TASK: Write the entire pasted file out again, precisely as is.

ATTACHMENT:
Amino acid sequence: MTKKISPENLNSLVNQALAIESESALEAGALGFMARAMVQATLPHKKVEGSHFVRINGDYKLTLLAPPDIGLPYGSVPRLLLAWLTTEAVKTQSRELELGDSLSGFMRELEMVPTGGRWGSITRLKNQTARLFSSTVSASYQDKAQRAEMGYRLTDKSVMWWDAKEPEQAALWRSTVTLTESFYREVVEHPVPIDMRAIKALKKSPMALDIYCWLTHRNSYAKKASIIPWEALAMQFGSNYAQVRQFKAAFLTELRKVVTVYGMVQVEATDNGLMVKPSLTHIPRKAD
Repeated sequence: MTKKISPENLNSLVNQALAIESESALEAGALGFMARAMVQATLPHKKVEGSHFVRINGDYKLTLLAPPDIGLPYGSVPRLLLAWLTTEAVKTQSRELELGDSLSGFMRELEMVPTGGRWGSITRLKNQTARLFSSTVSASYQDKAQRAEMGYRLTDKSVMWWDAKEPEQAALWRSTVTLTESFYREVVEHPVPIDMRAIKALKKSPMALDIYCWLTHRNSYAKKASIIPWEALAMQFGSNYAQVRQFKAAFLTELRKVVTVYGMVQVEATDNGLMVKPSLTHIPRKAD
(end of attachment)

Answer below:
Amino acid sequence: MTKKISPENLNSLVNQALAIESESALEAGALGFMARAMVQATLPHKKVEGSHFVRINGDYKLTLLAPPDIGLPYGSVPRLLLAWLTTEAVKTQSRELELGDSLSGFMRELEMVPTGGRWGSITRLKNQTARLFSSTVSASYQDKAQRAEMGYRLTDKSVMWWDAKEPEQAALWRSTVTLTESFYREVVEHPVPIDMRAIKALKKSPMALDIYCWLTHRNSYAKKASIIPWEALAMQFGSNYAQVRQFKAAFLTELRKVVTVYGMVQVEATDNGLMVKPSLTHIPRKAD
Repeated sequence: MTKKISPENLNSLVNQALAIESESALEAGALGFMARAMVQATLPHKKVEGSHFVRINGDYKLTLLAPPDIGLPYGSVPRLLLAWLTTEAVKTQSRELELGDSLSGFMRELEMVPTGGRWGSITRLKNQTARLFSSTVSASYQDKAQRAEMGYRLTDKSVMWWDAKEPEQAALWRSTVTLTESFYREVVEHPVPIDMRAIKALKKSPMALDIYCWLTHRNSYAKKASIIPWEALAMQFGSNYAQVRQFKAAFLTELRKVVTVYGMVQVEATDNGLMVKPSLTHIPRKAD